UVA grads suing Rolling Stone say they suffered 'vicious, hurtful attacks'

The three men sued the magazine for defamation and negligent infliction of emotional distress. They said they were interrogated, humiliated, and scolded by family friends, acquaintances, and co-workers.

Steve Helber/AP/File
The Phi Kappa Psi house at the University of Virginia in Charlottesville, Va., Nov. 24, 2014. Three University of Virginia graduates and members of the fraternity profiled in a debunked account of a gang rape in a retracted Rolling Stone magazine story filed a lawsuit against the publication and the article's author Wednesday, court records show.

The retracted Rolling Stone story, which included a now-debunked account of a gang rape, heightened scrutiny of campus sexual assaults, but it also damaged the reputations of three University of Virginia graduates who were members of the fraternity included in the story, according to a lawsuit against the magazine.

A lawyer for the men said they suffered "vicious and hurtful attacks" because of inaccuracies in the November 2014 article, which was written by journalist Sabrina Rubin Erdely, and described a gang-rape that allegedly took place at a fraternity party. The account has since been discredited. 

The three men, George Elias IV, Stephen Hadford, and Ross Fowler, filed a lawsuit against the publication and the article's author Wednesday in US District Court in New York, court records show. They sued on three counts, including defamation and negligent infliction of emotional distress. The suit requests restitution of at least $75,000 for each count.

In the lawsuit, the three 2013 graduates said the article "created a simple and direct way to match the alleged attackers" from the alleged gang rape to them based on details provided in the story.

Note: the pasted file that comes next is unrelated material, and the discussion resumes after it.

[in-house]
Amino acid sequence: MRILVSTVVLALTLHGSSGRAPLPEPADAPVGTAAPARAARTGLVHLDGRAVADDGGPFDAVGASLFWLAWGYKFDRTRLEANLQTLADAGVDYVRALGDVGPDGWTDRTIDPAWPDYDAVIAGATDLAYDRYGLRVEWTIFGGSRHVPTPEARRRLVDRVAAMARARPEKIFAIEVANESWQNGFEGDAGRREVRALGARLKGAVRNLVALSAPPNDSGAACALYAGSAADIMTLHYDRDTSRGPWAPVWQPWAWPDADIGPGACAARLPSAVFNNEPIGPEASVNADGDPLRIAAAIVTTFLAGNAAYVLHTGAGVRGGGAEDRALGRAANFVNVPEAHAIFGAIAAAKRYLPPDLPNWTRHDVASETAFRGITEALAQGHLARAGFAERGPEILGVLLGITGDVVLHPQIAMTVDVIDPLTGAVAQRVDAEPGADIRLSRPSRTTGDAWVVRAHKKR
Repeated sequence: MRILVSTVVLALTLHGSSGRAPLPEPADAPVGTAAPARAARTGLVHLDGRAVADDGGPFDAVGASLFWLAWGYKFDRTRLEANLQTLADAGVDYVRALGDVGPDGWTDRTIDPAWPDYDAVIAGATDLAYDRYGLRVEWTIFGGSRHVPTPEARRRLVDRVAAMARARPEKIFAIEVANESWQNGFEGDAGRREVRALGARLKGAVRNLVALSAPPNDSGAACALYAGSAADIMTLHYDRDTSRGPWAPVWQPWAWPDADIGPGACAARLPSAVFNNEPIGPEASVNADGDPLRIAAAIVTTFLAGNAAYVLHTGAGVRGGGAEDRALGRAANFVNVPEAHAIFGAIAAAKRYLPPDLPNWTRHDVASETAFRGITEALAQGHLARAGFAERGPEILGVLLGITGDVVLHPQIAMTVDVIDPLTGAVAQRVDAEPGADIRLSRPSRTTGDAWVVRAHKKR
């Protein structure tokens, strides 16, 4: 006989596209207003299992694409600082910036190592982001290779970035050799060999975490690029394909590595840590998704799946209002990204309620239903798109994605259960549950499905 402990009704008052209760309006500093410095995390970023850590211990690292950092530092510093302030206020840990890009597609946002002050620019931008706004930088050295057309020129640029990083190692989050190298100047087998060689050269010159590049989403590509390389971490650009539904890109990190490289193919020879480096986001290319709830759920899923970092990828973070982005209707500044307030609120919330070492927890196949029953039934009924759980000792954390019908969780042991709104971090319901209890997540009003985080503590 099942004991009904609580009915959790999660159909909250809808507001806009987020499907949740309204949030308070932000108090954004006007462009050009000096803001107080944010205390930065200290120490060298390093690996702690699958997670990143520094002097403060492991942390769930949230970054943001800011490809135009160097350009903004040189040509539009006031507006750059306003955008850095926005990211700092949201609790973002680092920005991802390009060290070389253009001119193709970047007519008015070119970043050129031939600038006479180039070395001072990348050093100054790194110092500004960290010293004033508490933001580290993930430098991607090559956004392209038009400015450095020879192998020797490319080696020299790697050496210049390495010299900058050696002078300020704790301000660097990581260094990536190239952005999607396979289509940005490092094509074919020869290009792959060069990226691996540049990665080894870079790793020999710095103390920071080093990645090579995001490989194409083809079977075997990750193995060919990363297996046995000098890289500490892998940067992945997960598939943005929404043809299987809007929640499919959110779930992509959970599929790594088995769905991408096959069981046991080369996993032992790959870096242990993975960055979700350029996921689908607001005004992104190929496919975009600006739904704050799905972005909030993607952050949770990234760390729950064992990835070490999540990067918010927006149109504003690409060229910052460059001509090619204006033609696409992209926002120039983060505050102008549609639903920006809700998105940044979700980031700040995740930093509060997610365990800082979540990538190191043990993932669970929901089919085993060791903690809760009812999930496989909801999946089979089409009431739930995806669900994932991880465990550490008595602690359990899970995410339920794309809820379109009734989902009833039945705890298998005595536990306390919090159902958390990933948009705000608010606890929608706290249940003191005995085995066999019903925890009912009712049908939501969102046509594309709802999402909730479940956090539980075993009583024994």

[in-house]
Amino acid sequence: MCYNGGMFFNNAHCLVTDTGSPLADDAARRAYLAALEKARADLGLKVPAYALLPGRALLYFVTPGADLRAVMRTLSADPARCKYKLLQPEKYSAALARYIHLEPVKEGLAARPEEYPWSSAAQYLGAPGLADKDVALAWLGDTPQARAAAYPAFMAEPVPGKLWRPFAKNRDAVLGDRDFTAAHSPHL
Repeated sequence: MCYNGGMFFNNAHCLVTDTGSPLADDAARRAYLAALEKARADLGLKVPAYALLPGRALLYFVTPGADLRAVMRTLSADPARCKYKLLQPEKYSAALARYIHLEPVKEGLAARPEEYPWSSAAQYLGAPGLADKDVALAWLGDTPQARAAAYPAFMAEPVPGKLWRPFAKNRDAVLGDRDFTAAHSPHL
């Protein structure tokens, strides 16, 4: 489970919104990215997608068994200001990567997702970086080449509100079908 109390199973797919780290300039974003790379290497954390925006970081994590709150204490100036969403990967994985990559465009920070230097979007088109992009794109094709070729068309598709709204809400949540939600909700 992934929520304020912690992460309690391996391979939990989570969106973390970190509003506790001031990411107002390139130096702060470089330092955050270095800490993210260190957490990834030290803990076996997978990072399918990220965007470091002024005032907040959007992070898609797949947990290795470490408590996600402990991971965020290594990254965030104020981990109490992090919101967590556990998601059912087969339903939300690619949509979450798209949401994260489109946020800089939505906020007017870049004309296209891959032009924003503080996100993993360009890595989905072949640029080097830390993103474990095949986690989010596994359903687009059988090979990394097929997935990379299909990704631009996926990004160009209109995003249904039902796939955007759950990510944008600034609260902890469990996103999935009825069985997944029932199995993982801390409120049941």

For example, Mr. Elias’s room at the fraternity house was "the mostly likely scene of the alleged crime" based on the details in the Rolling Stone article.

"Upon release of the article, family friends, acquaintances, co-workers, and reporters easily matched [Elias] as one of the alleged attackers and, among other things, interrogated him, humiliated him, and scolded him," the lawsuit said, according to the Associated Press. It also said that Hadford and Fowler "suffered similar attacks."

In the lawsuit, their lawyer said each of their identities was listed online by anonymous users when the article first came out and each of their "names will forever be associated with the alleged gang rape."

The Christian Science Monitor's Patrik Jonsson noted in May that the fraternity's decision to sue may come with repercussions - although it is unclear if they still apply in this case as the three students have filed suit separate from their fraternity.

At a time when growing numbers of fraternities find themselves banned from campuses after revelations of racist or sexist behavior, a libel trial could potentially reveal unflattering details about the fraternity’s history and culture.

Suing Rolling Stone “could backfire on you,” Rodney Smolla, a University of Georgia law professor, told the National Law Journal. “If you’ve got things you’re not proud of that are there, then do not bring the case because all of that will come out and it will cause you more damage than good.”

Acknowledgement by police that they have no evidence to prove that Jackie’s story is true certainly adds strength to any libel claim the fraternity may make against Rolling Stone.

Kathryn Brenner, a spokeswoman for Wenner Media, Rolling Stone’s publisher, said the magazine declined to comment on the lawsuit.

A damning report published by the Columbia Graduate School of Journalism earlier this year said Rolling Stone failed at the reporting and editing process. Despite this, no one at Rolling Stone was fired.

However, on Wednesday, The New York Times reported that Will Dana, Rolling Stone's managing editor will leave the magazine next month after 19 years at the company.

When the Associated Press asked whether Mr. Dana's departure was linked to the retracted story, a spokeswoman for the magazine's publisher, Jann Wenner, said that "many factors go into a decision like this.”

Although the article created controversy, its original premise created awareness about a systemic problem: one in five women in college are sexually assaulted.

It also motivated university President Teresa Sullivan to temporarily suspend Greek social events. Fraternities later agreed to ban kegs, hire security workers, and keep at least three fraternity members sober at each event.

However, as the Monitor's Mr. Jonsson points out, "the subsequent debunking of Jackie's claims may have equally significant impacts, critics say, by potentially undermining the credence of rape victims more broadly."

This report includes material from the Associated Press.

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